Barbara Walters’s recent announcement of her retirement brought back awkward memories for me. Once, as she recounted on “The View” last week, she asked Vladimir Putin point blank if he’d ever ordered anyone to be killed. (“Nyet,” came the cold reply.) In my case, Walters’s line of questioning was gentler, but no less insistent. Indeed, in 1972, Walters forced a reckoning with the absurdity of my own position as a dissenting young Catholic priest.
At that time, Walters’s daytime television show was called “Not For Women Only.” A sharp defensiveness was implicit in the name, hinting at the disadvantage facing an ambitious woman journalist in those days. As a chaplain at Boston University, I was an unlikely panelist. But I’d made other television appearances as a spokesman against the Vietnam War and assumed Walters’s show, too, would offer such a platform. Wrong.
Instead, “Not For Women Only” that week was given over to discussing the season’s hot book, “Open Marriage,” and the related issue of the benefits of marital infidelity. The other panelists were the book’s authors, Nena and George O’Neill, along with a divorce lawyer and a psychiatrist. The show aired five mornings a week, but all the segments were taped in one long session. At the regular breaks, the other panelists went to dressing rooms to change clothes, a different outfit for each day’s show. In my black suit, I stayed on the set. In those days, I rarely wore the Roman collar. My attire — if memory serves, it was a black turtleneck shirt — can’t have pleased the producer, who needed the complete clerical costume for dramatic effect.
As the week’s topics rolled out — sexual freedom, lifting the taboo on divorce, the stifling Puritanical ethic — it became apparent that my appointed role was to be the naysaying Catholic moralist. The show’s interest depended on my playing the closed-minded foil to the other more “open” panelists. In fact, I had no case to make for the era’s sexual revolution — at BU, I saw how so-called “liberation” put girls at a disadvantage — but I was disinclined to be the finger-wagging priest on whom Barbara Walters was counting.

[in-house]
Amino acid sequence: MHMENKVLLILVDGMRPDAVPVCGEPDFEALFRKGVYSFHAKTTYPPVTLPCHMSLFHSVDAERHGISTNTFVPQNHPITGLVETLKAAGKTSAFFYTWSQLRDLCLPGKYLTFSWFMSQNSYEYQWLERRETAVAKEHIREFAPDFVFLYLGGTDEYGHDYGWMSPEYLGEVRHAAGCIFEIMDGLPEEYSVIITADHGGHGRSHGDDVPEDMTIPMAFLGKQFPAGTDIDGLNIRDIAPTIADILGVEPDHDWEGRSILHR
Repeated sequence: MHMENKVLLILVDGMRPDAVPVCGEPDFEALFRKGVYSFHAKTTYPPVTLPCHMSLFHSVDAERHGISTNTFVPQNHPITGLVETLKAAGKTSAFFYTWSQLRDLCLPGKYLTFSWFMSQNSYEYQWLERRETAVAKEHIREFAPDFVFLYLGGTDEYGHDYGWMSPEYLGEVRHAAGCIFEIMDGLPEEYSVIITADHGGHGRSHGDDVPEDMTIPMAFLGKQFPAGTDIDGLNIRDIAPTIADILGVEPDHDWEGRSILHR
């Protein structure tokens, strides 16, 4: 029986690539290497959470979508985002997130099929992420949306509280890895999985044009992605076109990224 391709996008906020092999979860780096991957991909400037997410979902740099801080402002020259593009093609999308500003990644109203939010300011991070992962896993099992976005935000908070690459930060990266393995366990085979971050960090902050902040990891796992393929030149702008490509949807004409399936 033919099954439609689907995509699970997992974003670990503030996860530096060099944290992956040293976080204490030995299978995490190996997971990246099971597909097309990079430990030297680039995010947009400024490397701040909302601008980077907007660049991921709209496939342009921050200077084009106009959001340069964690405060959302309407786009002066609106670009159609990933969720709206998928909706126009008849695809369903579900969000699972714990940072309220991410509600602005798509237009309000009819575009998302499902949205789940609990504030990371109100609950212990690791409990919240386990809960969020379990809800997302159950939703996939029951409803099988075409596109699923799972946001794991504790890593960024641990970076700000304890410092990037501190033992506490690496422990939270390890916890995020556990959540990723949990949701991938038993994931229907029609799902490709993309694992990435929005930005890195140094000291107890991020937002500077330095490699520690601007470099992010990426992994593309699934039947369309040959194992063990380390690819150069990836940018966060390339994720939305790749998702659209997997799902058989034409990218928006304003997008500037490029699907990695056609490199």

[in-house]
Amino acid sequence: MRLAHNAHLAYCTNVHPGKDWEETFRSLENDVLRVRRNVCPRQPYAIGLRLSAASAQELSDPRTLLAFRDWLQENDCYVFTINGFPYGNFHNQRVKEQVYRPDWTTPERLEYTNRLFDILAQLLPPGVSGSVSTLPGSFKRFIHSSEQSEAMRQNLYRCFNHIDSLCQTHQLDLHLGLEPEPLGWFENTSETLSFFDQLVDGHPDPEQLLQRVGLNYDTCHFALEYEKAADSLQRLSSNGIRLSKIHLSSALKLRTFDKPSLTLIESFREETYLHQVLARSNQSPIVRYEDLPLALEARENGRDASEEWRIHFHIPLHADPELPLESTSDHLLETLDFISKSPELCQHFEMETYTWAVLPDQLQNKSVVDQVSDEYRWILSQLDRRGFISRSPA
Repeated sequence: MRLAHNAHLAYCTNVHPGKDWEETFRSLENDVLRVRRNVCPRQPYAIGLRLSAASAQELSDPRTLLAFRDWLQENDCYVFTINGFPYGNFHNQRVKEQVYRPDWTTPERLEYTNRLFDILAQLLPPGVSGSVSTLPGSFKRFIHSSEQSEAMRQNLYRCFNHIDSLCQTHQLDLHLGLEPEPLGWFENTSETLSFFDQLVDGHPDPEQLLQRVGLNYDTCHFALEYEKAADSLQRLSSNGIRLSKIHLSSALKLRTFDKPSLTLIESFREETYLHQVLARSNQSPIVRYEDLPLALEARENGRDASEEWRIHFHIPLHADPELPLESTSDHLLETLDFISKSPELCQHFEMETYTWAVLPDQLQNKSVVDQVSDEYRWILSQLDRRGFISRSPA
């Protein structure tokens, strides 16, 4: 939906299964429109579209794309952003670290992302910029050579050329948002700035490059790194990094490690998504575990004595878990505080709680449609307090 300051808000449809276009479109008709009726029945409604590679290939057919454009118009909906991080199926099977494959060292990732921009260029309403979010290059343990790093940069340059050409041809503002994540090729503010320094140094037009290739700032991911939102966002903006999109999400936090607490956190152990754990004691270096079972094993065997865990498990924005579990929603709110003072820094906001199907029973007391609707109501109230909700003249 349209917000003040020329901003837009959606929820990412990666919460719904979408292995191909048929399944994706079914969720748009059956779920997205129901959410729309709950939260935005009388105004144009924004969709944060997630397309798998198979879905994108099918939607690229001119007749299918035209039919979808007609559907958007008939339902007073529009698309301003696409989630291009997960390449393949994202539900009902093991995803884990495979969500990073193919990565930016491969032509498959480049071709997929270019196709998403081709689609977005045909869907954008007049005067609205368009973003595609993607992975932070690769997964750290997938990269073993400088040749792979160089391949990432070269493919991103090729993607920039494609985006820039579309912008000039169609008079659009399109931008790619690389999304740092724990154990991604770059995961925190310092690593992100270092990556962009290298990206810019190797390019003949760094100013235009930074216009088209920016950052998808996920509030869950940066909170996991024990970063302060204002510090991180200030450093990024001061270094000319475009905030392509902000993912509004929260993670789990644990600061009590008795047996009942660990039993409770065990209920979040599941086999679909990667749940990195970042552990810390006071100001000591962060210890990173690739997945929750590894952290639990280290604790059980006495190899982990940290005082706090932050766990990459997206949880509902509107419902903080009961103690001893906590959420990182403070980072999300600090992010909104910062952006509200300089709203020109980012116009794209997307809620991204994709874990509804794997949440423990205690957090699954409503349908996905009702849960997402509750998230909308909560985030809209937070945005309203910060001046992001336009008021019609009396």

So when my panelists extolled, say, the advantages of premarital sex, Walters would turn to me with something like, “But Father Carroll, the Catholic Church totally condemns sex outside of marriage, right?” To which I would reply with something like, “Let’s back up a bit. The Catholic Church teaches that sex must always be an expression of love — the starting point of morality. The basic principle, therefore . . . , ” I pronounced as calmly as I could, “. . . is that the church opposes sex outside of love.”
I can still recall her glare, as if I were a former KGB chief avoiding her question.
I can still recall Walters’s glare, as if I were a former KGB chief avoiding her question. When she pushed back, I held my ground. “Love, not law,” I kept repeating, “that’s the basic principle.” Et cetera. I didn’t see myself as a rogue Catholic; my dogged efforts to shift the discussion reflected the new morality infusing the spirit of Vatican II. But in truth, my “open marriage” colleagues showed how readily the new morality could be made to appear ridiculous.
The next Monday afternoon, I was summoned to the office of the archdiocesan chancellor, an outraged monsignor. The cardinal, I was told, was fielding complaints about a priest who had violated Catholic teaching on television. I explained that I had done no such thing — having never, for example, advocated extramarital sex; I’d simply refused to condemn it.
But the cardinal, it seemed, was as vexed with me as Walters had been — an odd pairing. My dressing-down concluded with the direct order that I was never again to discuss sexual morality on TV. Of course, I promised to obey. But then I warned that I would nevertheless appear on “Not For Women Only” every day of the coming week. Patiently explaining about videotape — drawing even greater fury from the monsignor — I didn’t know whether to laugh or weep.
At the time, I bristled at Walters and her show for doing what television does — that is, banish nuance and push people into preconceived roles. In retrospect, she helped, by making the contradictions in my situation glaringly evident.
Meanwhile, in the decades since Walters probed early-’70s sexual morality on national TV, a more authentic kind of liberation, a movement toward gender equality, has begun to triumph. The advancement of girls and women has emerged as a barometer of the planet’s hope. Barbara Walters has been a tribune of that hope, whose benefit has indeed been not for women only.
James Carroll writes regularly for the Globe.